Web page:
The Village of Arroyo Seco is getting ready for the summer onslaught of hikers, bikers and general escapees from the hot flatlands of summer. And positioned seven miles north of Taos, Seco (as locals …
The Village of Arroyo Seco is getting ready for the summer onslaught of hikers, bikers and general escapees from the hot flatlands of summer. And positioned seven miles north of Taos, Seco (as locals refer to the village) is the perfect stopover for everyone coming to and from Taos Ski Valley or Valdez. Running errands, stopping for a bite or shopping, it's great to sample Seco's offerings.
One place that practically spells "fun" is Santos Y Mas, a gallery cum artisanal gift shop with a great selection of hand-crafted Northern New Mexico folk art by well-loved local artists. Among the 40-plus locals they carry are Erica Collins, BeckieLee Couture, Jesse Furr, Lynn Garlick, Kathy Baucom Lane, Lynda Jasper-Vogel, Caroline Herbel, Olivia "Live" Johnson, Lloyd Rivera and Santos Y Mas owners-artists Patricia and Pat Reza.
"We've been here nine years this October," Pat Reza said about the shop he and wife Patricia opened. "We celebrate with a grand opening every Halloween. Everyone wears costumes and we throw a big party."
Both Rezas do recycled art and Patricia adds up-scaled acrylic reverse painting on glass to her repertoire. Her "Gigi Girls" arms and torsos are wine openers dressed in skirts of various glass lamp shades atop recycled blue bottles. "Friends of Gigi Girls" are creatures composed of metal tins with light bulb heads and noses, topped by various neckerchiefs and hats.
Pat Reza's license-plate dust pans fly out the door, they said, typically with visitors collecting their own state license. Often a turquoise Taos license-plate dust pan or Taos front plate is just what the magpies ordered for a visitor's memento or that special corner of a wall.
Lynn Garlick and Kathy Baucom Lane's hand-painted retablos of saints, angels and blessings come in three sizes: the traditional 12-inch, the ornamental 4- to 6-inch and the personal pocket santo that is 3 inches high.
Garlick says of her work in an online statement, "The diverse cultures and the landscape of this part of the country deeply and yet unintentionally influenced me both artistically and spiritually. I am nourished by Northern New Mexico's rugged wildness and rawness. The profound devotion found in the different traditions and faiths here are unusual and inspiring."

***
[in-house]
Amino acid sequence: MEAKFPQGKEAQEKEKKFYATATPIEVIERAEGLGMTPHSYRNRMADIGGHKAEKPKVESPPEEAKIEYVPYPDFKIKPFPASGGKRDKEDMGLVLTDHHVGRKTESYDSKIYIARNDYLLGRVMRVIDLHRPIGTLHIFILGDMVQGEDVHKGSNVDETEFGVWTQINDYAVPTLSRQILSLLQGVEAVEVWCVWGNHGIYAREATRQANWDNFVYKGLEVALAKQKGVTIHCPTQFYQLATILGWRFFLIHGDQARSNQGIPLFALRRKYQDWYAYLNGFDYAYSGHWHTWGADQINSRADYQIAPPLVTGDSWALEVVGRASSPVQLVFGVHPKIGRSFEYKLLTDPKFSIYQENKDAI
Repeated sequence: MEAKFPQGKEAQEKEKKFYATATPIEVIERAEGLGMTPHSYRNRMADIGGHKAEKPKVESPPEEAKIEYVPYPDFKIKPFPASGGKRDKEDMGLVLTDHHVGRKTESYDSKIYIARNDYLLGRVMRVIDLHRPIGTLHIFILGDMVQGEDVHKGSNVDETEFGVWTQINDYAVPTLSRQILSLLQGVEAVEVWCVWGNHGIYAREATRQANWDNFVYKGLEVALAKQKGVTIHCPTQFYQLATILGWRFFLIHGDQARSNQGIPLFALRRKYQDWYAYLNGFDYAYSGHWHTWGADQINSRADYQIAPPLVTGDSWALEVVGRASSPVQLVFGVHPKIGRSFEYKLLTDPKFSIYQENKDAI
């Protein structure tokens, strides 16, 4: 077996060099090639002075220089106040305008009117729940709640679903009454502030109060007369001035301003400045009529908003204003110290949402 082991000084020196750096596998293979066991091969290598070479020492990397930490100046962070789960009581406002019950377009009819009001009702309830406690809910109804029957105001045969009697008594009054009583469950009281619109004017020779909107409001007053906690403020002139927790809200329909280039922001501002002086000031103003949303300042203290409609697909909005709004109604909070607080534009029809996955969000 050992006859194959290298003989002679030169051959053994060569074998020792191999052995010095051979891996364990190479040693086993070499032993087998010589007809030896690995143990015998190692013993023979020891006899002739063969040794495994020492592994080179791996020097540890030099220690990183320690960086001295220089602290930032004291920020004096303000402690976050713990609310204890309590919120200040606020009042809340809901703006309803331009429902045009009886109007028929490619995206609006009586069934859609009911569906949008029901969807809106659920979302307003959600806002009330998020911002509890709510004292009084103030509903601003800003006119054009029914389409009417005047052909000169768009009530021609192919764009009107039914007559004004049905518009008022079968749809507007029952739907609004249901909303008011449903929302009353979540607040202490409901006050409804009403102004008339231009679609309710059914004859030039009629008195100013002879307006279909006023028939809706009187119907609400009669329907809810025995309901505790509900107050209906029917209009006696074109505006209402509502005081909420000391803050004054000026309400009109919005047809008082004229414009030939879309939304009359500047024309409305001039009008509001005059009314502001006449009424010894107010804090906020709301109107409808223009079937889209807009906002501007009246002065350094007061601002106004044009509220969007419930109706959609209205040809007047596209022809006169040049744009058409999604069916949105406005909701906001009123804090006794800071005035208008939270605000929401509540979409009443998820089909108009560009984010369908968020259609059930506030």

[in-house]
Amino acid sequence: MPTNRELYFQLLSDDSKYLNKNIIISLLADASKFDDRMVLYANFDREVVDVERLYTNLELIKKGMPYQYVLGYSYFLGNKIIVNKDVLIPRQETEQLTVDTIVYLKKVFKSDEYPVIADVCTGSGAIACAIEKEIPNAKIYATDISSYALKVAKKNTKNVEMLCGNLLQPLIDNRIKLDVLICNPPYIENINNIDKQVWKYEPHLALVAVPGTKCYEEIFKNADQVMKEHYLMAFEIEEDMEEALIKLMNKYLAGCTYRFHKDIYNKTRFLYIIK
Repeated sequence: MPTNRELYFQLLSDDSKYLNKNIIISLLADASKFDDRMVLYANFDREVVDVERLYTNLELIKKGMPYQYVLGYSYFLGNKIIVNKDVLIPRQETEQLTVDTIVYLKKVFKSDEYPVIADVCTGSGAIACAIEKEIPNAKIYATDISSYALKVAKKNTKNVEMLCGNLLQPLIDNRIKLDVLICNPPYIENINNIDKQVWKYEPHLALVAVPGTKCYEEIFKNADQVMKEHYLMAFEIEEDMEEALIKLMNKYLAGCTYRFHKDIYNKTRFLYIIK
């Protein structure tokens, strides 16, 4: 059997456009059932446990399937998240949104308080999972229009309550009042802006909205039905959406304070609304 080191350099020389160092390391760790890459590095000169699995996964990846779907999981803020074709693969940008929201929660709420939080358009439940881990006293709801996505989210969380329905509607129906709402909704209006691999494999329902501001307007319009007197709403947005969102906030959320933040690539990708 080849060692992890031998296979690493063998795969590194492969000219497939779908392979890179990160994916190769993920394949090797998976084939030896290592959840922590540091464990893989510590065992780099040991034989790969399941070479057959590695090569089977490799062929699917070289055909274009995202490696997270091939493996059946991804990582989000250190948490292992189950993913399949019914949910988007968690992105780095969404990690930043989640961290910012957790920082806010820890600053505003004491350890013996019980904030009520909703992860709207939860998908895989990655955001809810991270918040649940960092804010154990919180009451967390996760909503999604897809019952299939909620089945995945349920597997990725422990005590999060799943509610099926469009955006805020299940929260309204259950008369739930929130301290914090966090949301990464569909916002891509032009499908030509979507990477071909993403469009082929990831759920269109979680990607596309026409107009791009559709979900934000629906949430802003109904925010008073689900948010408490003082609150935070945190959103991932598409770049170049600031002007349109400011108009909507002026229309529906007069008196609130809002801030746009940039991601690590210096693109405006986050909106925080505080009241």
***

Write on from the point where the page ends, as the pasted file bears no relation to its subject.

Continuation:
Garlick handcarves and paints her original designs on tradition-dictated ponderosa pine planks, which she decoupages with prints of her original imagery, using an ancient Italian altar screen technique of medieval Europe.
"I feel so fortunate to do this art/business," Garlick adds. "The saints, angels and prayers have changed and blessed my life. My hope is that they touch and bless others as well."
Lane was raised among her parents' El Prado collection of work by Taos santera Lydia Garcia. "The simple beauty of this form of folk art and, more importantly, the meaning behind the retablos themselves, inspired me to begin painting my own retablos," Lane says in her online artist statement. "I begin my work by researching the stories behind the saints. This gives me a sense of the emotions, the feelings, I wish to convey with the facial features and poses of the saints. Also, I then use bright colors in my images to convey the sense of hope and joy that is illustrated by the lives of the saints." She says she has come to see retablos as "the representation of how God uses ordinary people to do extraordinary things."
Another popular local is fiber artist Annie James, who works in sheep sculptures and felted items from the wool of Churro sheep, the first domesticated sheep in the New World, brought from the Iberian peninsula to the Southwest during the Spanish Conquest.
James's adorable little sheep feature a garland of roses or chile peppers or spring vines, hence the names Chili Sheep, Rosebud Sheep and Spring Sheep.
" My love of whimsy comes through in my sheep and elf creations," James said in her artist statement. "I am inspired by nature and live on a little piece of land, 'The Plum Thicket,' in Arroyo Hondo, which has a spring and ancient terraces built by Indians. Here I grow my own food, have rabbits, chickens and ducks and a wonderful sense of serenity. A very fitting place for a merry muse."
Clara Foshee's stained glass is also a big seller as are woodworker Terry Wolff's coloring books, the newest being "Zen Taos" with dragons and dinosaurs. The Rezas will be starting up Meet the Artist monthly demos again this summer, so look for previews here or in Tempo's Creative Edge.
Santos Y Mas is at 484 State Road 150 in Arroyo Seco. Call (575) 776-2088 or see Facebook and santosymas.com.
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